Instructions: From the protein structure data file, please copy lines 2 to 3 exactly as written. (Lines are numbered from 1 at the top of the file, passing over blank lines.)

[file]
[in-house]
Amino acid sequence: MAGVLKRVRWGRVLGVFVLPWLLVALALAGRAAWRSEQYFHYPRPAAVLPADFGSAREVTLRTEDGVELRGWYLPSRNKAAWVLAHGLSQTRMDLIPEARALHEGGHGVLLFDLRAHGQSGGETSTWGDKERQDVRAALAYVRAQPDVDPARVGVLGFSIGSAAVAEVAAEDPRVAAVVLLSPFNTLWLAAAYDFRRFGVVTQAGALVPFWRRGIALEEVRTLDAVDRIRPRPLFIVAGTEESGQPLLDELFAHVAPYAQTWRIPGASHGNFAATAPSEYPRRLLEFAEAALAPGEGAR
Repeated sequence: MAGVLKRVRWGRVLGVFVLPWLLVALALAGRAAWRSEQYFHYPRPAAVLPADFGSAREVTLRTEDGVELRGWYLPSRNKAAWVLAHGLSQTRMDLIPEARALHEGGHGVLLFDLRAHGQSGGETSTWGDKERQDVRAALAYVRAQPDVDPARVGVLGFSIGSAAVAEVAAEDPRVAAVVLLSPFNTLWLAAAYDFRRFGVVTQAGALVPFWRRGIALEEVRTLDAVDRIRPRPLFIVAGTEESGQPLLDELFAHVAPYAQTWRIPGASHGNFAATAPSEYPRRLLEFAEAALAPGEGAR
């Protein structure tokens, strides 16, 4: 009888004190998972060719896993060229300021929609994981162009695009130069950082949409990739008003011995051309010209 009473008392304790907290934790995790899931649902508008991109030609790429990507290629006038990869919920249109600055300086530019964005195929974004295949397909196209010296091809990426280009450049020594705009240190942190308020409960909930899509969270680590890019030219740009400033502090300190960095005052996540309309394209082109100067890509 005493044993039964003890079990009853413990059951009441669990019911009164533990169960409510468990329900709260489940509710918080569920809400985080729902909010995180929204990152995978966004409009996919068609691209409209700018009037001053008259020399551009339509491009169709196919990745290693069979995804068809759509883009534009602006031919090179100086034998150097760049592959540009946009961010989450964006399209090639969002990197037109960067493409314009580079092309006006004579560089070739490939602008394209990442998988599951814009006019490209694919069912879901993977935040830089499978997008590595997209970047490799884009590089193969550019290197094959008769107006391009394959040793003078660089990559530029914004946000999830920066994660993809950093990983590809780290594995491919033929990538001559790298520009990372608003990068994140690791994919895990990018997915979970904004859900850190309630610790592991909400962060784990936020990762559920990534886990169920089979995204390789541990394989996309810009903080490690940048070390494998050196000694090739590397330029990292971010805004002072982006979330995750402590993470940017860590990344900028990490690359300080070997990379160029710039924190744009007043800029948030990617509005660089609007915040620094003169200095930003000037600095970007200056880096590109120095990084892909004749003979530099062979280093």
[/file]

Amino acid sequence: MAGVLKRVRWGRVLGVFVLPWLLVALALAGRAAWRSEQYFHYPRPAAVLPADFGSAREVTLRTEDGVELRGWYLPSRNKAAWVLAHGLSQTRMDLIPEARALHEGGHGVLLFDLRAHGQSGGETSTWGDKERQDVRAALAYVRAQPDVDPARVGVLGFSIGSAAVAEVAAEDPRVAAVVLLSPFNTLWLAAAYDFRRFGVVTQAGALVPFWRRGIALEEVRTLDAVDRIRPRPLFIVAGTEESGQPLLDELFAHVAPYAQTWRIPGASHGNFAATAPSEYPRRLLEFAEAALAPGEGAR
Repeated sequence: MAGVLKRVRWGRVLGVFVLPWLLVALALAGRAAWRSEQYFHYPRPAAVLPADFGSAREVTLRTEDGVELRGWYLPSRNKAAWVLAHGLSQTRMDLIPEARALHEGGHGVLLFDLRAHGQSGGETSTWGDKERQDVRAALAYVRAQPDVDPARVGVLGFSIGSAAVAEVAAEDPRVAAVVLLSPFNTLWLAAAYDFRRFGVVTQAGALVPFWRRGIALEEVRTLDAVDRIRPRPLFIVAGTEESGQPLLDELFAHVAPYAQTWRIPGASHGNFAATAPSEYPRRLLEFAEAALAPGEGAR